Wednesday, July 2, 2014

MirrorMask (2005) review


The movie may be a fall from Jim Henson's original works, but it's definitely a visionary piece of effect art with an interesting plot and decent scripting.

PLOT:Helena (Stephanie Leonidas) is in a circus troupe with her father (Rob Brydon) and mother (Gina McKee). She's never liked being confined strictly to the circus and always wanted to get out in the real world and live for herself. To deal with her pain, she draws out her feelings in creative styles, covering her walls in her bedroom. One night, Helena's mother has an episode and passes out, putting her in the hospital for immediate surgery. Helena blames herself for her mother's illness and falls asleep the night of her surgery with stress on her mind. When Helena wakes up, she finds herself in a dream world made up entirely of the drawings she has hung on her wall. While there, she discovers strange creatures and meets new people, who all wear masks as a normal tradition. Helena befriends a juggler named Valentine (Jason Berry) and learns that she has switched lives with the Princess of Dark in that land. The Princess had stolen the charm that put the Princess of Light to an endless sleep, which is referred to as the MirrorMask. Helena must restore the normality in this dream world while still trying to get back to her own world and stopping the Princess from ruining her life. It's a great plot executed very well. There's a few minor holes and problems with the fabric and basis of the plot, which I'll discuss later.

ACTING:The performances in this movie were fairly good. Stephanie Leonidas played a decent part as Helena and the princess, Anti-Helena, but didn't truly shine out. She didn't impress me too much. The performances I really enjoyed were Rob Brydon as Helena's father and the prime minister of the dream world; Gina McKee as Helena's mother, the Queen of Light, and the Queen of Dark; and Jason Berry as Valentine. These performances weren't excellently done, but I enjoyed the way they were played, especially Jason Berry's part. He added personality to the part of Valentine, the juggler and "very important man" of the dream world. The rest of the minor parts were decent but nothing that absolutely blew me away. The acting in here is just fair: nothing extremely spectacular.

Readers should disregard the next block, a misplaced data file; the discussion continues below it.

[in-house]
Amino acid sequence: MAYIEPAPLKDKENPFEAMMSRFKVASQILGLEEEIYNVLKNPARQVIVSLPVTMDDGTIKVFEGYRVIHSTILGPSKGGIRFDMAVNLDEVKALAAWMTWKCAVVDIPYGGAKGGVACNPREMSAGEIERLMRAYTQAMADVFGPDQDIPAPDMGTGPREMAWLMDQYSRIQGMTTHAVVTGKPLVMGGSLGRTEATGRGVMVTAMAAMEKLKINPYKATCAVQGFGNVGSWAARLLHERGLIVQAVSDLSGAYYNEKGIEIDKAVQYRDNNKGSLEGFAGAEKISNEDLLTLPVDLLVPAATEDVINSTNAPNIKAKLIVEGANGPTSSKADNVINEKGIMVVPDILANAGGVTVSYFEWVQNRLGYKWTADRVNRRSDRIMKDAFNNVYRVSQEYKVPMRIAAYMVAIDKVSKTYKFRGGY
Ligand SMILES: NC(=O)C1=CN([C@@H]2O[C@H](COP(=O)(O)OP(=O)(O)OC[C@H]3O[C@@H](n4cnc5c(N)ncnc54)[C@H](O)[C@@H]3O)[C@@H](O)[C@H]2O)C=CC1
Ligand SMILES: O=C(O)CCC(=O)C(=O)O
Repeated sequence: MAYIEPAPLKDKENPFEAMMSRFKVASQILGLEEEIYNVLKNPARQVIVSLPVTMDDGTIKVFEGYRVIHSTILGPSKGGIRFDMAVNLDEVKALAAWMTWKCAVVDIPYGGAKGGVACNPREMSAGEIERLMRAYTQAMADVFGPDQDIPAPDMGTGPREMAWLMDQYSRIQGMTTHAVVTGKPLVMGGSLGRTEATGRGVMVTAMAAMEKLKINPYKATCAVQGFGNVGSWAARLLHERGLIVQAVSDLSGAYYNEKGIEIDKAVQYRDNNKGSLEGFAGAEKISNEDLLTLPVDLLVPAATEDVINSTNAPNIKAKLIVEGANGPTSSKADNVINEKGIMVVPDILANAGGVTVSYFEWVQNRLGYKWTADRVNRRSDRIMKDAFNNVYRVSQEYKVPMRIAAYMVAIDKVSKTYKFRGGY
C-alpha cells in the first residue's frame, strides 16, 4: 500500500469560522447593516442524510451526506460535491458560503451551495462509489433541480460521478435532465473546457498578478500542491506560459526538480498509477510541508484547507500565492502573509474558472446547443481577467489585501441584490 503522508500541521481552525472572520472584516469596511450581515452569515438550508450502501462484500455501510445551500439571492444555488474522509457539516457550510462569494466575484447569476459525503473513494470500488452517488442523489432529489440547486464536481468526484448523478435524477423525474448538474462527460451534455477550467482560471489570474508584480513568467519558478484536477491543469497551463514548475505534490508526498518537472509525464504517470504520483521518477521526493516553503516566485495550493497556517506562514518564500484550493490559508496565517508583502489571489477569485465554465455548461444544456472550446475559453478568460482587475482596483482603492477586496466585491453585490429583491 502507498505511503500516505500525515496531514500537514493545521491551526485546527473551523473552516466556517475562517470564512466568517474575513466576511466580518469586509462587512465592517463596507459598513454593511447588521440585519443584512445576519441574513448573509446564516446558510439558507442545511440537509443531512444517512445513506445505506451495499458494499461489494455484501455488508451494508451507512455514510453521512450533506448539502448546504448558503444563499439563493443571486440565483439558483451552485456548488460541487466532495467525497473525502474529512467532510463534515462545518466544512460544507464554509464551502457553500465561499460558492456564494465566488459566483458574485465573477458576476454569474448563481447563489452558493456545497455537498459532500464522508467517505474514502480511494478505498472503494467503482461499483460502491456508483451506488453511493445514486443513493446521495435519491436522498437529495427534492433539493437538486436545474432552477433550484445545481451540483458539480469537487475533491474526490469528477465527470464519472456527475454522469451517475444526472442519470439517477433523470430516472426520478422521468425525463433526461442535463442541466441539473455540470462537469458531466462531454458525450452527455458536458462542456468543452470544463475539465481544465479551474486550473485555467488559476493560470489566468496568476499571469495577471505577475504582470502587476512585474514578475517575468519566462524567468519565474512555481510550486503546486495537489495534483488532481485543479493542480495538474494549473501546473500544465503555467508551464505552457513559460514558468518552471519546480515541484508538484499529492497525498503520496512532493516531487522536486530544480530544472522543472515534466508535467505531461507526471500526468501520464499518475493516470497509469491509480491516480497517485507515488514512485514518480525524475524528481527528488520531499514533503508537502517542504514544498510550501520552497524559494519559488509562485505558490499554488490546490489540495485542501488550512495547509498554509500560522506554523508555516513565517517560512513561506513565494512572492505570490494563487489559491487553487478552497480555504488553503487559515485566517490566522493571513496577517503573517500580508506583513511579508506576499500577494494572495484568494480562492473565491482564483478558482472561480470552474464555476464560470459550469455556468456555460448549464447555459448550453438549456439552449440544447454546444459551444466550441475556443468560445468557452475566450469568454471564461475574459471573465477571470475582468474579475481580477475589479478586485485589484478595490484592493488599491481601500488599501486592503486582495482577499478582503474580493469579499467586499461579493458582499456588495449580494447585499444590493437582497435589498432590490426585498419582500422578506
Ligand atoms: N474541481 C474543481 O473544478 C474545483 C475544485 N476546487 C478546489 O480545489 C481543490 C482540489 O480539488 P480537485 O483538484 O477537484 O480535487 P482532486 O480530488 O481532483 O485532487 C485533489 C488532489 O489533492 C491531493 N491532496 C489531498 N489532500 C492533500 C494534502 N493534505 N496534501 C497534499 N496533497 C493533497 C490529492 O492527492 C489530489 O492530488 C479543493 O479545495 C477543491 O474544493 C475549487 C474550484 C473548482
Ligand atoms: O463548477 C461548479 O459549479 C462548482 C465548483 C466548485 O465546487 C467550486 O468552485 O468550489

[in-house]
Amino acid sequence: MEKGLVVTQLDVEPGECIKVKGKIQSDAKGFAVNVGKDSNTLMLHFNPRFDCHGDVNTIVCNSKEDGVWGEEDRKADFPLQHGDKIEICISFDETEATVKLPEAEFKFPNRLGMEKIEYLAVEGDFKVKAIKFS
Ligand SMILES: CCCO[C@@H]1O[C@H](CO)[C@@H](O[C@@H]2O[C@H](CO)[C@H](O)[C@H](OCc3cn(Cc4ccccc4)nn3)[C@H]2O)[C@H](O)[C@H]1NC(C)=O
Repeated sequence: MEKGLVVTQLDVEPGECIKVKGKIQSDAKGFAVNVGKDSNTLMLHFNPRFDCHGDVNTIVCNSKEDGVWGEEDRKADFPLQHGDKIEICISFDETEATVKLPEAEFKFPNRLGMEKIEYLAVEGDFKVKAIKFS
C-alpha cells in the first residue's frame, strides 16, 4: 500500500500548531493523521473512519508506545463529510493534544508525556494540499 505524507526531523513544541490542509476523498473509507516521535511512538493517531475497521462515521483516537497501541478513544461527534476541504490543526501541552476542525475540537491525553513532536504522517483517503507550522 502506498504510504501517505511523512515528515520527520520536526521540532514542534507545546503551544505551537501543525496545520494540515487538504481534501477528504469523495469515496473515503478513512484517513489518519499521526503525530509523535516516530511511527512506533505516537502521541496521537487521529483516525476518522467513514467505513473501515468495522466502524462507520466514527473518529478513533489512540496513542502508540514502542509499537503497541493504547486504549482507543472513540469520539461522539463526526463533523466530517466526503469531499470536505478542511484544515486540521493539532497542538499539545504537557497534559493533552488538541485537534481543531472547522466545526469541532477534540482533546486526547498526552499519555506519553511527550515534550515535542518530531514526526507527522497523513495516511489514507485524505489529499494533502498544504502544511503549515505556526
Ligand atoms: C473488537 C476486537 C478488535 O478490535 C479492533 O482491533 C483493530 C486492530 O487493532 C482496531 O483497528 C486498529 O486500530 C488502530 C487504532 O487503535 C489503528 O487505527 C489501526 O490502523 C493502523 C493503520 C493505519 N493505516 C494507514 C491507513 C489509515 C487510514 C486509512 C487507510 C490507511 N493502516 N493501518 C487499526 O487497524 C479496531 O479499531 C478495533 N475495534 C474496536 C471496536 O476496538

SCORE:The score in here was decent. The themes were cool sounding but not extremely memorable. The most memorable part in the soundtrack would have to be the cover of "(They Long to Be) Close to You", which is haunting and very well organized.

EFFECTS:The effects in here is what sells the movie as a unique artwork. The effects in here are from the mind of the great mind of Jim Henson and his crew. The effects combine Henson-style costume design with CG animation and the result is mind-bending and rather freaky. I like the effects, but I believe they haven't aged as well compared to the effects used in today's film industry. The effects were really good and nice for their time, but they just don't hold up now as Henson's traditional puppet fare does today.

OTHER CONTENT:Neil Gaiman, writer of several books and TV episodes (including episodes of Doctor Who and Coraline), collaborated on writing for this movie. The plot itself is very interesting, while all the while deriving from the right places (The Wizard of Oz, Labyrinth, etc.), but I found a few holes such as: What happened to the Princess in the end? Did this even happen or was it just a pointless dream? Many other questions arise in my head as I think about this movie's outcome and execution. Also, the script had moments I both loved and hated, including clever riddles and dialogue among pointless gags and cheesy conversations. There were points in the movie overall I loved and hated. However, the movie did entertain and did wow me with its effects and vision, as ancient as they seem now.

OVERALL,it's a good movie with an interesting plot, fair performances, decent score, and unique effects. However, the effects didn't age as well as Henson's other fare, several plot holes arise, and the movie/dialogue's likability fluctuated with me.